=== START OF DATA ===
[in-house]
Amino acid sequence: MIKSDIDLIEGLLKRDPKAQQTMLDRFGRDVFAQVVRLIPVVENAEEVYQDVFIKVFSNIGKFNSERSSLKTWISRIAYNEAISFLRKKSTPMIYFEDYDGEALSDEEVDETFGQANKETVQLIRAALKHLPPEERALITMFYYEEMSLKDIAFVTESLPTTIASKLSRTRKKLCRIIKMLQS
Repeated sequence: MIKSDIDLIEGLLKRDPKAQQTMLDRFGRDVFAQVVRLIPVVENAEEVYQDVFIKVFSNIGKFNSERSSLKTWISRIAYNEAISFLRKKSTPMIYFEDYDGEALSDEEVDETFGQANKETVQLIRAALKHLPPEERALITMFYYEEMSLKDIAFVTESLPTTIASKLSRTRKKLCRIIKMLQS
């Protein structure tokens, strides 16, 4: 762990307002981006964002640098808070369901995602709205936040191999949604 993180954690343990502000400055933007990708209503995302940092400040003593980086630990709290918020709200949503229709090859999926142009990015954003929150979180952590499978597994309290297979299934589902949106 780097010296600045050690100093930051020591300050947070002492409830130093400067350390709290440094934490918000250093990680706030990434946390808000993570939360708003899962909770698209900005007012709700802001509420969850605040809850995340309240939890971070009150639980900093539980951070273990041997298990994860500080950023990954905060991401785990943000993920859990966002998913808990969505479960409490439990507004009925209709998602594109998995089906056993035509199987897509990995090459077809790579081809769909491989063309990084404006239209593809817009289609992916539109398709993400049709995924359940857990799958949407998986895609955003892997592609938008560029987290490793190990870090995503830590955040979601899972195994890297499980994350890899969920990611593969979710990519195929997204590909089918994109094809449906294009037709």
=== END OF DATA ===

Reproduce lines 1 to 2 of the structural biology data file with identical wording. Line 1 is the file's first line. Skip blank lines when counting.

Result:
[in-house]
Amino acid sequence: MIKSDIDLIEGLLKRDPKAQQTMLDRFGRDVFAQVVRLIPVVENAEEVYQDVFIKVFSNIGKFNSERSSLKTWISRIAYNEAISFLRKKSTPMIYFEDYDGEALSDEEVDETFGQANKETVQLIRAALKHLPPEERALITMFYYEEMSLKDIAFVTESLPTTIASKLSRTRKKLCRIIKMLQS